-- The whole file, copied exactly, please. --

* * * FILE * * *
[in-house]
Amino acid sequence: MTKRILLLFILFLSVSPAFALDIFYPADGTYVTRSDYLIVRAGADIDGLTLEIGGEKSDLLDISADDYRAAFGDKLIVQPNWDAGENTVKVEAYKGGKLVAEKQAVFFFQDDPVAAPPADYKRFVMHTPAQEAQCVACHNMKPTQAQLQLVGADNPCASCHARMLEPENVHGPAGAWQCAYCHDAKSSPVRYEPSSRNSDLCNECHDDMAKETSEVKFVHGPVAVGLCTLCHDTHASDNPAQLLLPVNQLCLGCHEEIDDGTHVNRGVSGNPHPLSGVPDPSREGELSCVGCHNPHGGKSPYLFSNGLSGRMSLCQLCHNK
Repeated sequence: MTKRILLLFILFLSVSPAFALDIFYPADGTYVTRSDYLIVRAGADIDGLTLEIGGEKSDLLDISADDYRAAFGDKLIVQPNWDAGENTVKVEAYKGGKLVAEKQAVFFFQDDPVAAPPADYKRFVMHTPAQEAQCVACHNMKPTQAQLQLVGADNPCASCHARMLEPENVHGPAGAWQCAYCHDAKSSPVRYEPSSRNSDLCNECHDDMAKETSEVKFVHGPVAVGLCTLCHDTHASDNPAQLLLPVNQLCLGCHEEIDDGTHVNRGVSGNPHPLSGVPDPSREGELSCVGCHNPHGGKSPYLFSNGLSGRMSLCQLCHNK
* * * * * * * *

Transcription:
[in-house]
Amino acid sequence: MTKRILLLFILFLSVSPAFALDIFYPADGTYVTRSDYLIVRAGADIDGLTLEIGGEKSDLLDISADDYRAAFGDKLIVQPNWDAGENTVKVEAYKGGKLVAEKQAVFFFQDDPVAAPPADYKRFVMHTPAQEAQCVACHNMKPTQAQLQLVGADNPCASCHARMLEPENVHGPAGAWQCAYCHDAKSSPVRYEPSSRNSDLCNECHDDMAKETSEVKFVHGPVAVGLCTLCHDTHASDNPAQLLLPVNQLCLGCHEEIDDGTHVNRGVSGNPHPLSGVPDPSREGELSCVGCHNPHGGKSPYLFSNGLSGRMSLCQLCHNK
Repeated sequence: MTKRILLLFILFLSVSPAFALDIFYPADGTYVTRSDYLIVRAGADIDGLTLEIGGEKSDLLDISADDYRAAFGDKLIVQPNWDAGENTVKVEAYKGGKLVAEKQAVFFFQDDPVAAPPADYKRFVMHTPAQEAQCVACHNMKPTQAQLQLVGADNPCASCHARMLEPENVHGPAGAWQCAYCHDAKSSPVRYEPSSRNSDLCNECHDDMAKETSEVKFVHGPVAVGLCTLCHDTHASDNPAQLLLPVNQLCLGCHEEIDDGTHVNRGVSGNPHPLSGVPDPSREGELSCVGCHNPHGGKSPYLFSNGLSGRMSLCQLCHNK